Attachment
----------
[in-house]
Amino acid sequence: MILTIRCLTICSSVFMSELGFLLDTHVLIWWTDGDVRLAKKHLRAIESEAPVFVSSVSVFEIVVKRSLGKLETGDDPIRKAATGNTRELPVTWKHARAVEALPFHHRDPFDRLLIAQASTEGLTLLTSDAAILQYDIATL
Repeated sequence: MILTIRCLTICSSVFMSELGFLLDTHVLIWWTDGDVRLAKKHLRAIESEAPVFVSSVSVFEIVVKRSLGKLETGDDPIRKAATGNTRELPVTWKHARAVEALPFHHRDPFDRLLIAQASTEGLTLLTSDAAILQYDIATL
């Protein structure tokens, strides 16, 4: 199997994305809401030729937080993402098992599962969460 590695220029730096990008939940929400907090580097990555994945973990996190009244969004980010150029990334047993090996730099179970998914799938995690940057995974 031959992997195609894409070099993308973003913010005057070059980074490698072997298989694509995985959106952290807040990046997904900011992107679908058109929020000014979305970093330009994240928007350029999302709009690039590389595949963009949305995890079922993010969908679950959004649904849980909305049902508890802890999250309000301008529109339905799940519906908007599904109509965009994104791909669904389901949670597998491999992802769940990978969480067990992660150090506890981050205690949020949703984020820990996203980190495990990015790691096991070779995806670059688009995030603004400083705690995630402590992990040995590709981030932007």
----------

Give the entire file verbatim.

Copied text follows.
[in-house]
Amino acid sequence: MILTIRCLTICSSVFMSELGFLLDTHVLIWWTDGDVRLAKKHLRAIESEAPVFVSSVSVFEIVVKRSLGKLETGDDPIRKAATGNTRELPVTWKHARAVEALPFHHRDPFDRLLIAQASTEGLTLLTSDAAILQYDIATL
Repeated sequence: MILTIRCLTICSSVFMSELGFLLDTHVLIWWTDGDVRLAKKHLRAIESEAPVFVSSVSVFEIVVKRSLGKLETGDDPIRKAATGNTRELPVTWKHARAVEALPFHHRDPFDRLLIAQASTEGLTLLTSDAAILQYDIATL
């Protein structure tokens, strides 16, 4: 199997994305809401030729937080993402098992599962969460 590695220029730096990008939940929400907090580097990555994945973990996190009244969004980010150029990334047993090996730099179970998914799938995690940057995974 031959992997195609894409070099993308973003913010005057070059980074490698072997298989694509995985959106952290807040990046997904900011992107679908058109929020000014979305970093330009994240928007350029999302709009690039590389595949963009949305995890079922993010969908679950959004649904849980909305049902508890802890999250309000301008529109339905799940519906908007599904109509965009994104791909669904389901949670597998491999992802769940990978969480067990992660150090506890981050205690949020949703984020820990996203980190495990990015790691096991070779995806670059688009995030603004400083705690995630402590992990040995590709981030932007």